Once the caller buys a card and hands over the PIN to the fake agency, the criminal can quickly convert the card into cash, leaving the consumer without the money or a car behind.
It can be hard to understand why someone would fall for such a trick, but criminals are skilled at playing people’s emotions, Ms. Nofziger said. People may not have realized that it is expensive to rent a car this year and are worried about finding an affordable vehicle and taking their family on vacation.
Complaints on the Better Business Bureau’s website indicate that the scam is involving unnamed companies and imitators posing as brand representatives. Reported losses range from $ 200 to $ 800.
One of the complaints, from early June, involved a call to a company pretending to be Budget. The consumer paid $ 280 on a prepaid Visa card. When he could not reach the number again – the line was repeatedly busy – he found and called the actual budget number, and he was told that no discussion had been booked and that he had to report the fraud to the authorities.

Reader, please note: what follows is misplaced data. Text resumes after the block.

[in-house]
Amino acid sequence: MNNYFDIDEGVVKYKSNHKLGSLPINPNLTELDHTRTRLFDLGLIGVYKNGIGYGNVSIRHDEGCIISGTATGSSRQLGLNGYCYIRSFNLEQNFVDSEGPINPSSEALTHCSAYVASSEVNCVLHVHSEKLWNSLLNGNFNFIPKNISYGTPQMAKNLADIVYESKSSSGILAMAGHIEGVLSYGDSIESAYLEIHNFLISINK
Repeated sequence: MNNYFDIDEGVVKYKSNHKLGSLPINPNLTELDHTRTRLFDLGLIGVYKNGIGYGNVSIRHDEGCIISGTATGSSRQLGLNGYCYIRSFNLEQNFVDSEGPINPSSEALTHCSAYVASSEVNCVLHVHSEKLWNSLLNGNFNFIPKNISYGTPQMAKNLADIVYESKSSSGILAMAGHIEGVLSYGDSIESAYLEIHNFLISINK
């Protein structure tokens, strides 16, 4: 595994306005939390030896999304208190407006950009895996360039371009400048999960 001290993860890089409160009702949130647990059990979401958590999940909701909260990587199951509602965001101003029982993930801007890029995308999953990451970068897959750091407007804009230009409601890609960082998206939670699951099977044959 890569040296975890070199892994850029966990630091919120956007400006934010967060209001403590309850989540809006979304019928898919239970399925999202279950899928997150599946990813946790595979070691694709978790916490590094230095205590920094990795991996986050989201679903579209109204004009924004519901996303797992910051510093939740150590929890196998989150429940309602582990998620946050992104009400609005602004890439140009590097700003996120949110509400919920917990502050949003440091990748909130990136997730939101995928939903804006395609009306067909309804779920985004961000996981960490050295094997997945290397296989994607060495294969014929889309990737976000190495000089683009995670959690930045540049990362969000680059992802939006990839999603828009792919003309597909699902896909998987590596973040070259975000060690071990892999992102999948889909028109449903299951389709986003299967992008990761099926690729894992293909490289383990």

In late May, another complaint said a company that believed Alamo “allegedly pretended to rent a car for me just to take my money and stop answering the phone.”
“The end result is that the car does not always exist,” Claire Rosenzweig, chief executive of the Better Business Bureau, told Metropolitan New York.
Enterprise Holdings, which includes the brands Enterprise, Alamo and National, does not consider these matters’ general ‘, but has recent reports on a number of gift card issues,’ said company spokeswoman Lisa Martini in an email . Undertaking warned customers in March about the gift card scheme.